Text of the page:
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16.04.2005 General News

Korle-Bu Medical Block In Crisis

By The Mirror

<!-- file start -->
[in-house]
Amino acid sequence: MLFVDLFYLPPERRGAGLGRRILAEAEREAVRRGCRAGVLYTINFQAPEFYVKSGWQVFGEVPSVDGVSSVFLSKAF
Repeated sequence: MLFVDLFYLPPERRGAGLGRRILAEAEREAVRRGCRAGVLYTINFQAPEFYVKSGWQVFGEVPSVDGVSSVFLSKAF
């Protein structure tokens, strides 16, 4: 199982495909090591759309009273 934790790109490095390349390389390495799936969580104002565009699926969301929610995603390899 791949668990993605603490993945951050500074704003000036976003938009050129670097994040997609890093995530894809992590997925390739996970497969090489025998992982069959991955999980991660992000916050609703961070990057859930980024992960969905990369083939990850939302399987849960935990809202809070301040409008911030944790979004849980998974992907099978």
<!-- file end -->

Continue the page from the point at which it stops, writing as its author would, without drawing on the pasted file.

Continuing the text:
THE crisis at the Korle Bu Teaching Hospital seems to be taking a turn for the worse as work in one of its major units — the Department of Medicine — gradually grinds to a halt. For now the patients at the block are virtually helpless and it seems only fervent prayers, in addition to whatever treatment they are receiving, can heal them. This is because the department is in dire need of assistance, both in cash and in kind, to enable it to improve on its functions and render effective services. Among the many disorders that the department treats are renal failure, diabetes, obesity and hypertension, which are a risk factor for strokes, heart failure and heart attacks. The Head of the Department of Medicine, Prof Kwame Afram, disclosed to The Mirror that the woes of the department began when the old Medical Block went under renovation. He said although they moved into a new block, it was not big enough to accommodate the increasing number of patients. “ The current situation is such that we have some patients lying close to one another in the corridors. In addition, owing to the lack of beds, patients in the Emergency Ward are compelled to sit in plastic chairs to receive treatment. Indeed, some patients sleep in the plastic chairs overnight, which is an unfortunate situation, taking into consideration their conditions of health,” he said. A tour of the department showed patients who were suffering variously from stroke, diabetes and chronic renal failure living in appalling conditions, with the few nurses on duty struggling to cope with the situation. According to Professor Afram, as a result of poor facilities at the department, as well as the general impoverished condition in which the health personnel work, the department, which some time ago had a nurse strength of about 152, now had a meagre 80. The number of doctors, matrons and other staff had also reduced drastically. “So bad are the conditions that even the beds that are available are broken and are supported with wood to either raise or straighten them. In fact, leaking sinks are held together with plaster to maintain them. In truth, the Emergency Ward is in shambles, since the place looks congested and smells stuffy,” he stressed. To compound an already bad situation, the few nurses at the Emergency Ward, numbering about four, also frequently complained of sickness as a result of the incessant pressure they had to bear and the lack of adequate ventilation. “Owing to the closeness of the beds, both nurses and patients contract different diseases, such as colds, coughs and other related diseases. The environment is stuffy because there are no fans and air conditioners to ventilate the rooms,” Professor Afram said. Currently, the washroom facility and sleeping spaces are not enough to cater for the 2,800 patients on admission at the department. Professor Afram said formerly patients who suffered from heart failures and strokes were kept till they were well enough to walk and breathe, but owing to the inconveniences and pressure from relatives of the patients, the hospital authorities are compelled to discharge such patients after initial consultations. “ Can you imagine two patients sharing one drip stand?” he asked in bewilderment. During the tour, it was observed that the whole of the Department of Medicine had only one oxygen tube serving all the patients. Under the circumstances, oxygen, a vital component for reviving patients on admission, is rationed. Among other things which the department lacks are bed sheets, foam mattresses, pyjamas and computers. Professor J. O. Pobee, also of the Department of Medicine, told The Mirror that the department needed modern equipment to enable it to function effectively. He, therefore, appealed to NGOs, the government and the public to come to their aid, since it was a place anybody at all could get admitted to. He further made an appeal for the unit to be painted and tiles to be laid to give the place a refreshing look. In addition, Professor Pobee said there was the need to create separate consulting rooms for the various wards and a more convenient place for the doctors to have their privacy when attending to patients. He called on NGO's, churches and other bodies to also help them with bedspreads, mosquito nets, buckets, dustbins, armchairs and other things that go to make life more comfortable at the hospital.

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